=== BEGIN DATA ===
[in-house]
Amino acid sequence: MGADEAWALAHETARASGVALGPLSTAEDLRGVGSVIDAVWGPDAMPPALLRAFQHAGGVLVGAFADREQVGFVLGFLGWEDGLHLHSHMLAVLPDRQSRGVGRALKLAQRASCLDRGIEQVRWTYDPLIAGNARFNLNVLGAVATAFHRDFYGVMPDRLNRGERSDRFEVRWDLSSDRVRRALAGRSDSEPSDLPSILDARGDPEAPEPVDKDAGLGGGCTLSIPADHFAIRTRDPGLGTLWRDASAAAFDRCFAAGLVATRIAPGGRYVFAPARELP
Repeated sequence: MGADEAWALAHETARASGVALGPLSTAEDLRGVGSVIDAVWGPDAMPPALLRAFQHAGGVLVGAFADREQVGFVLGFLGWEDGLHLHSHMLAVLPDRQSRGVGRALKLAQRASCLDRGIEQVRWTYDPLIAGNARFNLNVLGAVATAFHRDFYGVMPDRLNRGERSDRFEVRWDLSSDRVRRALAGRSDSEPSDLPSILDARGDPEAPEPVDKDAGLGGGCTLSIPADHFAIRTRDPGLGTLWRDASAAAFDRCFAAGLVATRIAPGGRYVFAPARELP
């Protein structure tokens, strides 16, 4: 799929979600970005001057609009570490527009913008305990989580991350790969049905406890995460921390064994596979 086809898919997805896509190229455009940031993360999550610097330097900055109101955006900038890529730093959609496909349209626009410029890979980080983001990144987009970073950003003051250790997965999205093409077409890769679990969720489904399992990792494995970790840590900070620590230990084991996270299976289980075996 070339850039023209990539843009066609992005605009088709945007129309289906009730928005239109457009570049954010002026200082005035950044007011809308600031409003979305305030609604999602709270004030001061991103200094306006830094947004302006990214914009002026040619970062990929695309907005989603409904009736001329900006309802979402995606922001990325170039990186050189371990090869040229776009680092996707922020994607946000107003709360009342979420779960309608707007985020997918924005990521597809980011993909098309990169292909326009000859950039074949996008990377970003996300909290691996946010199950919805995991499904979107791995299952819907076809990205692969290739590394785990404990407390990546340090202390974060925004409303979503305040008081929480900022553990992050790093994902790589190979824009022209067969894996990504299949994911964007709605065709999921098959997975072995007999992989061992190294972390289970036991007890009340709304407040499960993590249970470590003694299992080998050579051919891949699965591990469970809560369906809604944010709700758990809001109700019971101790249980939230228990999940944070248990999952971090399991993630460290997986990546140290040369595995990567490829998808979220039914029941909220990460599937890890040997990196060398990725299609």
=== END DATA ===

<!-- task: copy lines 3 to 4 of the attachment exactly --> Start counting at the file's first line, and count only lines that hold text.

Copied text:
Repeated sequence: MGADEAWALAHETARASGVALGPLSTAEDLRGVGSVIDAVWGPDAMPPALLRAFQHAGGVLVGAFADREQVGFVLGFLGWEDGLHLHSHMLAVLPDRQSRGVGRALKLAQRASCLDRGIEQVRWTYDPLIAGNARFNLNVLGAVATAFHRDFYGVMPDRLNRGERSDRFEVRWDLSSDRVRRALAGRSDSEPSDLPSILDARGDPEAPEPVDKDAGLGGGCTLSIPADHFAIRTRDPGLGTLWRDASAAAFDRCFAAGLVATRIAPGGRYVFAPARELP
């Protein structure tokens, strides 16, 4: 799929979600970005001057609009570490527009913008305990989580991350790969049905406890995460921390064994596979 086809898919997805896509190229455009940031993360999550610097330097900055109101955006900038890529730093959609496909349209626009410029890979980080983001990144987009970073950003003051250790997965999205093409077409890769679990969720489904399992990792494995970790840590900070620590230990084991996270299976289980075996 070339850039023209990539843009066609992005605009088709945007129309289906009730928005239109457009570049954010002026200082005035950044007011809308600031409003979305305030609604999602709270004030001061991103200094306006830094947004302006990214914009002026040619970062990929695309907005989603409904009736001329900006309802979402995606922001990325170039990186050189371990090869040229776009680092996707922020994607946000107003709360009342979420779960309608707007985020997918924005990521597809980011993909098309990169292909326009000859950039074949996008990377970003996300909290691996946010199950919805995991499904979107791995299952819907076809990205692969290739590394785990404990407390990546340090202390974060925004409303979503305040008081929480900022553990992050790093994902790589190979824009022209067969894996990504299949994911964007709605065709999921098959997975072995007999992989061992190294972390289970036991007890009340709304407040499960993590249970470590003694299992080998050579051919891949699965591990469970809560369906809604944010709700758990809001109700019971101790249980939230228990999940944070248990999952971090399991993630460290997986990546140290040369595995990567490829998808979220039914029941909220990460599937890890040997990196060398990725299609």